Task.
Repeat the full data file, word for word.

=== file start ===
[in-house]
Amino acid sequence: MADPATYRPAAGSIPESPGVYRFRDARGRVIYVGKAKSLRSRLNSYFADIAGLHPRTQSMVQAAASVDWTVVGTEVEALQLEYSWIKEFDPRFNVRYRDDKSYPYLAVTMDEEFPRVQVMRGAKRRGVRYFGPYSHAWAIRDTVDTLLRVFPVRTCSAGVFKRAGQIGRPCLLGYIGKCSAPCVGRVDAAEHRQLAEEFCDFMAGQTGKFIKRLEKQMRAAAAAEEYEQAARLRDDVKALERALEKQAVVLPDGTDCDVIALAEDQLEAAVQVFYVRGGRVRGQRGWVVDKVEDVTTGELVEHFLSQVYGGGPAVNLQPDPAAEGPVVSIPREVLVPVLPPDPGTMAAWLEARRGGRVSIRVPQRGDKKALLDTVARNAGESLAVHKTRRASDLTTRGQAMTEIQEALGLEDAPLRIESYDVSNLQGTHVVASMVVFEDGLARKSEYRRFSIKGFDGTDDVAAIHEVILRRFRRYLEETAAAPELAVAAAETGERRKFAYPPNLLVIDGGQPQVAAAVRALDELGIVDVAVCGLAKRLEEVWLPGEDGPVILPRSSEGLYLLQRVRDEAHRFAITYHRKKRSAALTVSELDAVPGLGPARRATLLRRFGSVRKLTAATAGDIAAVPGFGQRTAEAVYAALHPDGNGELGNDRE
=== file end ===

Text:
[in-house]
Amino acid sequence: MADPATYRPAAGSIPESPGVYRFRDARGRVIYVGKAKSLRSRLNSYFADIAGLHPRTQSMVQAAASVDWTVVGTEVEALQLEYSWIKEFDPRFNVRYRDDKSYPYLAVTMDEEFPRVQVMRGAKRRGVRYFGPYSHAWAIRDTVDTLLRVFPVRTCSAGVFKRAGQIGRPCLLGYIGKCSAPCVGRVDAAEHRQLAEEFCDFMAGQTGKFIKRLEKQMRAAAAAEEYEQAARLRDDVKALERALEKQAVVLPDGTDCDVIALAEDQLEAAVQVFYVRGGRVRGQRGWVVDKVEDVTTGELVEHFLSQVYGGGPAVNLQPDPAAEGPVVSIPREVLVPVLPPDPGTMAAWLEARRGGRVSIRVPQRGDKKALLDTVARNAGESLAVHKTRRASDLTTRGQAMTEIQEALGLEDAPLRIESYDVSNLQGTHVVASMVVFEDGLARKSEYRRFSIKGFDGTDDVAAIHEVILRRFRRYLEETAAAPELAVAAAETGERRKFAYPPNLLVIDGGQPQVAAAVRALDELGIVDVAVCGLAKRLEEVWLPGEDGPVILPRSSEGLYLLQRVRDEAHRFAITYHRKKRSAALTVSELDAVPGLGPARRATLLRRFGSVRKLTAATAGDIAAVPGFGQRTAEAVYAALHPDGNGELGNDRE